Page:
Posttraumatic cognitive change (PCC) indicates individuals’ cognitive changes (feeling guilty, worrying about bad things, feeling permanently harmed, and going crazy) after traumatic experiences (Wang et al., 2013). Xu et al. (2017) found that PCC was positively correlated with PTSD symptoms among Chinese adolescents following a tornado.

The social cognitive theory of PTSD holds that cognition has an important role in PTSD (Horowitz, 1986; Janoff-Bulman, 1992). For example, Horowitz’s stress-response syndromes theory (Horowitz, 1973) holds that PTSD is related to the cognitive processing of trauma information and the change of existing models and beliefs. Janoff-Bulman’s cognitive-appraisal theory holds that the reason why people exhibit PTSD is that some of their basic beliefs about the world are shattered (Janoff-Bulman, 1992). However, many existing studies of cognitive behavioral therapy for PTSD also support that the adjustment of individual negative cognition can effectively improve the PTSD symptoms of individuals (Foa and Rauch, 2004; Ehlers et al., 2010; Kleim et al., 2013; Zhen et al., 2016).

In addition, some theories show that cognitive changes can also influence PTG. Tedeschi and Calhoun (1995) mentioned that cognitive processing could be suggested as an important factor in the development of PTG. The comprehensive model of PTG proposed by Calhoun and Tedeschi (2004) also proved that the psychological stress and cognitive imbalances caused by traumatic events stimulate people’s cognitive processing. If this is constructive cognitive processing, individuals will repeatedly think about themselves, others and the world, and the value of the event, which will contribute to the formation of PTG (Calhoun and Tedeschi, 2006).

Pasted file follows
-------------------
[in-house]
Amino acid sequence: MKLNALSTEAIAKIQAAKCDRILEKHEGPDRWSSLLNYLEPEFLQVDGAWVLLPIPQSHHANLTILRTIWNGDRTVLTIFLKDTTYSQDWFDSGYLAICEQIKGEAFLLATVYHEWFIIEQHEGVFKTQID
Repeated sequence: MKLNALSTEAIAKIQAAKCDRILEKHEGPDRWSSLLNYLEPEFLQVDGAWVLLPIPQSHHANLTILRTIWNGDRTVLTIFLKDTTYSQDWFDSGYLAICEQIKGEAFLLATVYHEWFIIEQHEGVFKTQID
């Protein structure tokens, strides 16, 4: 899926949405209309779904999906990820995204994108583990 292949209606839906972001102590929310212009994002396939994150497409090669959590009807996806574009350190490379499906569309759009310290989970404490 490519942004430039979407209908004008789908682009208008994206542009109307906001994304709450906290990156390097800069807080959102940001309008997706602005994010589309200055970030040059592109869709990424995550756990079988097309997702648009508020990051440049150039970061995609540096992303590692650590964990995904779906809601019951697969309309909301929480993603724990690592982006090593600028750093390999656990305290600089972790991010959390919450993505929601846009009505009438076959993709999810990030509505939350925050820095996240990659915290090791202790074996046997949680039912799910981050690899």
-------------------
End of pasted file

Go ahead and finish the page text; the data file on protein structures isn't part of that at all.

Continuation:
A growing of empirical studies have explored the relationship between cognitive processes of individuals and PTSD or PTG. For example, a study among adolescent survivors after the Wenchuan earthquake, core belief challenge had effects on PTG (Zhou et al., 2014). A study among college students also confirmed that challenge to core beliefs was the main predictor of PTG (Lindstrom et al., 2013). However, few studies have explored the different effects of cognitive processes on both PTSD and PTG. Based on this review of previous theoretical and empirical research, this study proposes PCC as a research variable of cognitive processes which may influence the emergence of PTSD and PTG.

Influence of Different Rumination on PTSD and PTG

The cognitive process of repeatedly thinking about traumatic events and their consequences is called rumination (Watkins, 2008). It includes two forms: intrusive rumination and deliberate rumination. The former means that traumatic events invade individual cognition in unexpected ways (Nolen-Hoeksema and Davis, 2004). The latter refers to individual actively and repeatedly thinking about traumatic events and related clues (Calhoun et al., 2000; Cann et al., 2010a). Previous studies have indicated that rumination mediates the relationship between core belief challenge and PTG (Zhou et al., 2014), and that rumination can mediate the relationship between the severity of the event and posttraumatic stress symptoms (Andrades et al., 2017). Therefore, different ways of thinking about a traumatic event may be responsible for the generation of PTSD or PTG.